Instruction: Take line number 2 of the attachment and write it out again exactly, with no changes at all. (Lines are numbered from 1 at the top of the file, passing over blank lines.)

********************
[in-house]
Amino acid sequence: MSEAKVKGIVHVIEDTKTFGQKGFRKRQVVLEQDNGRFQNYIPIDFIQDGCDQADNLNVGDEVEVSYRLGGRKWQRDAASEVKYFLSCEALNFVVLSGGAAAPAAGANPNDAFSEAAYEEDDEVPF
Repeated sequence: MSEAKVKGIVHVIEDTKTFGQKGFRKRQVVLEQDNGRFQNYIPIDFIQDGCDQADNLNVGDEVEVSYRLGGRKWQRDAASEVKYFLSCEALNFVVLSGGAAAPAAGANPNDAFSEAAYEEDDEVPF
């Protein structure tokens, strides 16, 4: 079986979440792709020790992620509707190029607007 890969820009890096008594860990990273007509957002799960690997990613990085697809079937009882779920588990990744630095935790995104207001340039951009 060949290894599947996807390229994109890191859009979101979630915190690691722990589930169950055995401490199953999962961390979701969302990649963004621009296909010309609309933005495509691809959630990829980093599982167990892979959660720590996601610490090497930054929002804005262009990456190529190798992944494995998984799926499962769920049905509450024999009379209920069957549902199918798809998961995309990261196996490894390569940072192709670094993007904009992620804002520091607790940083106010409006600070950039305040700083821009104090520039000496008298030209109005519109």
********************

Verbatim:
Amino acid sequence: MSEAKVKGIVHVIEDTKTFGQKGFRKRQVVLEQDNGRFQNYIPIDFIQDGCDQADNLNVGDEVEVSYRLGGRKWQRDAASEVKYFLSCEALNFVVLSGGAAAPAAGANPNDAFSEAAYEEDDEVPF